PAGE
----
This blog post provides a high-level narrative and overview of higher education trends and the Work-Integrated Learning space. For a deep dive into our analysis, including specific investment theses, please view our full report here.
For decades, “higher education” was synonymous with career advancement. Higher education represented a platform for socioeconomic mobility, growth, and employment opportunity. Enrollment peaked in 2010, with over 21 million students at degree-granting institutions in the US alone.
But ten years later, higher education is under unprecedented pressure. Only 38% of students who graduated from college in the past decade agree that their higher education was worth the cost. Worse, only 11% of business leaders “strongly agree” that higher ed institutions are graduating students with the necessary competencies, and many have eliminated degrees from their hiring criteria in favor of skills assessment. …
by Jennifer Carolan
“Get Ready for a Teacher Shortage Like We’ve Never Seen Before.” The New York Times is right — it’s happening. A school district outside of Phoenix canceled classes on Monday because they didn’t have enough teachers to staff the classrooms. Utah teachers are resigning in droves, and a New Jersey superintendent recently said “schools will be brought to their knees with staffing needs.”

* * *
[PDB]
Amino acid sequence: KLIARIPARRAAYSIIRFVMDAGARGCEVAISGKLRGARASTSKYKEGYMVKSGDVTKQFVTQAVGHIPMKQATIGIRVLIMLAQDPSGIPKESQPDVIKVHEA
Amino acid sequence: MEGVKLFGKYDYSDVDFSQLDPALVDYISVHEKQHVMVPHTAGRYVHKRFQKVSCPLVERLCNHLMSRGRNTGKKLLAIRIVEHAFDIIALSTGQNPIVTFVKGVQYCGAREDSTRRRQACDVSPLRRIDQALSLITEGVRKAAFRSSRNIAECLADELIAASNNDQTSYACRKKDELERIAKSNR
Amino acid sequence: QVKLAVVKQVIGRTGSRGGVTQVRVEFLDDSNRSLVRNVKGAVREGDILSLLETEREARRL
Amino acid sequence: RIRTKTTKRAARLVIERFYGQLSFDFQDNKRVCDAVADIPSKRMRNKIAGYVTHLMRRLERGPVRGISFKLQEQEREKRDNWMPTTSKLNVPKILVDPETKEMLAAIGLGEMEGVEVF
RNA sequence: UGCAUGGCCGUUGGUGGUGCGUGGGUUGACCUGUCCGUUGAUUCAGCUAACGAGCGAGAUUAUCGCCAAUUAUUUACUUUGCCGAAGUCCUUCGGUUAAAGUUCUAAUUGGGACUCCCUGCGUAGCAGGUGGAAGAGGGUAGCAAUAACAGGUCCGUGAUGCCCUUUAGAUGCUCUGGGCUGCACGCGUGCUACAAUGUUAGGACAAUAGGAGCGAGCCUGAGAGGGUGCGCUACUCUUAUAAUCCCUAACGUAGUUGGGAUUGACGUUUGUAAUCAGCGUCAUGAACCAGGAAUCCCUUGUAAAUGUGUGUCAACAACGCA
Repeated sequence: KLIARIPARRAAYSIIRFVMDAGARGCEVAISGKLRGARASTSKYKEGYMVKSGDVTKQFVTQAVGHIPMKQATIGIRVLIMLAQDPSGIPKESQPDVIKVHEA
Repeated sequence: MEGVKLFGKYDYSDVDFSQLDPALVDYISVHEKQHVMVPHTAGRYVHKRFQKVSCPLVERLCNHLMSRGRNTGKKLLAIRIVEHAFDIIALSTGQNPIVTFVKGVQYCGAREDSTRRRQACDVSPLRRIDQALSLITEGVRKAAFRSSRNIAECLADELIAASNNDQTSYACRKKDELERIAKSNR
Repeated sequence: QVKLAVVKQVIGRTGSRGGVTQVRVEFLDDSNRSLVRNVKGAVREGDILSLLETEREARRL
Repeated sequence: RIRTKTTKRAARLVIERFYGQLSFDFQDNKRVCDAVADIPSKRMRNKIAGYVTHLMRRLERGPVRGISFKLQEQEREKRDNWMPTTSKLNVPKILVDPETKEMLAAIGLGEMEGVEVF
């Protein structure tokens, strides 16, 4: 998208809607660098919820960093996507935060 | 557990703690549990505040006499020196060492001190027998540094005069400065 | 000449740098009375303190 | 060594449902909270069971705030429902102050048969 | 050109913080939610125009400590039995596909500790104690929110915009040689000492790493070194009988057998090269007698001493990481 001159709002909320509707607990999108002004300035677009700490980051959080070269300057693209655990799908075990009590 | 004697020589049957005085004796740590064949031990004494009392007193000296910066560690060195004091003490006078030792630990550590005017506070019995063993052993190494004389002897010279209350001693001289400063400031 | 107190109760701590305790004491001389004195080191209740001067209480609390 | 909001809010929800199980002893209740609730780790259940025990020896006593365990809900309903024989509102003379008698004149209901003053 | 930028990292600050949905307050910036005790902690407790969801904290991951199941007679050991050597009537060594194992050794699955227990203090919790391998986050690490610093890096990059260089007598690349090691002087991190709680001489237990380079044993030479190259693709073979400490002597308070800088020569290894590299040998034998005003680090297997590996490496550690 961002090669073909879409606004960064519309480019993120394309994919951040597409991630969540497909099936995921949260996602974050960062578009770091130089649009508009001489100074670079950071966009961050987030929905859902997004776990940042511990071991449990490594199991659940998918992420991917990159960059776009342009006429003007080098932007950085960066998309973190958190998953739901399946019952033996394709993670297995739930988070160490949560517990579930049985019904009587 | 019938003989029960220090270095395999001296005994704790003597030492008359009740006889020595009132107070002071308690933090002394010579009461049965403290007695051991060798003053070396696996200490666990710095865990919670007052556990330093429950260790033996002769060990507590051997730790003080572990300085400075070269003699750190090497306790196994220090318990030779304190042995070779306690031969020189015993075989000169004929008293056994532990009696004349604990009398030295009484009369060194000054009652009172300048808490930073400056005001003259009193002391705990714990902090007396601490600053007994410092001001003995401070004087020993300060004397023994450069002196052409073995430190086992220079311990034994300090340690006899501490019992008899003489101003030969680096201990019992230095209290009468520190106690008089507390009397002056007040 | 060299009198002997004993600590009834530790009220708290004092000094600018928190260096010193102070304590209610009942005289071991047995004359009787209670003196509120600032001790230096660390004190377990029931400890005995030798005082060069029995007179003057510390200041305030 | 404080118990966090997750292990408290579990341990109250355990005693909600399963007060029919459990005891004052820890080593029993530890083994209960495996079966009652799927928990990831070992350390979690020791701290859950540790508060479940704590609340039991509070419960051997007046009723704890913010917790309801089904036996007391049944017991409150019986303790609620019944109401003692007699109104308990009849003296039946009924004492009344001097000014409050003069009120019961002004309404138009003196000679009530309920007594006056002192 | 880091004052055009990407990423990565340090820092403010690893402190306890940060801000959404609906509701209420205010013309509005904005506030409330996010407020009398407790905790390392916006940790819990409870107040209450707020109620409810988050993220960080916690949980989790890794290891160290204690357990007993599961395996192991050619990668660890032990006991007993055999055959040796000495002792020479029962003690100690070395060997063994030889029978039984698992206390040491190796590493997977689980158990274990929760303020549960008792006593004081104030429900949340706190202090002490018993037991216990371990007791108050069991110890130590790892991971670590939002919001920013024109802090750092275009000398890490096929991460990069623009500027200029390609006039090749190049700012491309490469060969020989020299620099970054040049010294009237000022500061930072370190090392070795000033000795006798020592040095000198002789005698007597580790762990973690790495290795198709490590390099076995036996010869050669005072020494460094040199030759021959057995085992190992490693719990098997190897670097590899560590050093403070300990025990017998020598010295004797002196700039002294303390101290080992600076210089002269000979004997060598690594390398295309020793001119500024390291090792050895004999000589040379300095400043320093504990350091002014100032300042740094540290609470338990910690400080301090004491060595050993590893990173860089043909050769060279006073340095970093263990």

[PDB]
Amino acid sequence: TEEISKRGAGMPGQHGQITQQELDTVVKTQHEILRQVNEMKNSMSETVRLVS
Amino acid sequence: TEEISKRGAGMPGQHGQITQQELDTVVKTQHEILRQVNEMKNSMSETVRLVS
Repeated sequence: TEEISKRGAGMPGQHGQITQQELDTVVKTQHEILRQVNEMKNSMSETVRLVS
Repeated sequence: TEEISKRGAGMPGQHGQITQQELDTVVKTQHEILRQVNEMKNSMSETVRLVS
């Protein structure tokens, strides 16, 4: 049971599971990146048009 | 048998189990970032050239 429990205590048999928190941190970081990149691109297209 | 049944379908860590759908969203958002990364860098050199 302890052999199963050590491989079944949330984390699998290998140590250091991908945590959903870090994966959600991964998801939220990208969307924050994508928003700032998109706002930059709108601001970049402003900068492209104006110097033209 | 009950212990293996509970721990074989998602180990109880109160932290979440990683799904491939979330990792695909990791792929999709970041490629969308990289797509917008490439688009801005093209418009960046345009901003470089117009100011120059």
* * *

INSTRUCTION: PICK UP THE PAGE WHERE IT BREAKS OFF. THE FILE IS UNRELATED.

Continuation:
Our public schools have operated in a precarious, neglected state for decades. Like so many of our underinvested institutions, COVID-19 has pulled back the veil on a crumbling system whose cracks have deepened into crevices perhaps too vast to fill. …
by Jen Wu
The team at Reach Capital has been investing for educational impact for over 11 years. We make bold bets on founders who tackle challenges that are among the most pressing of our times, e.g. economic and education inequality, staying relevant in a rapidly-changing economy, and trauma and mental health. The global pandemic has exposed and amplified these pre-existing challenges like never before. What we believed were forward-looking bets at the time, turned into an urgent here-and-now, as demand for these solutions moved beyond early adopters to the global masses overnight.
This dynamic we’re witnessing confirms why we invest for impact. We have been steadfast and arguably idealistic in our belief that investing for positive change and lifting people up can be a successful engine for capitalism. We see our approach as an antidote to companies that maximize shareholder value with a myopic indifference to the long-term impact of their practices on employees, their communities and the broader world around them. The current crisis has laid bare just how interdependent we all are. Our business decisions are a critical part of how we activate our values. We believe that capitalism does not require a trade-off between social good and financial returns. …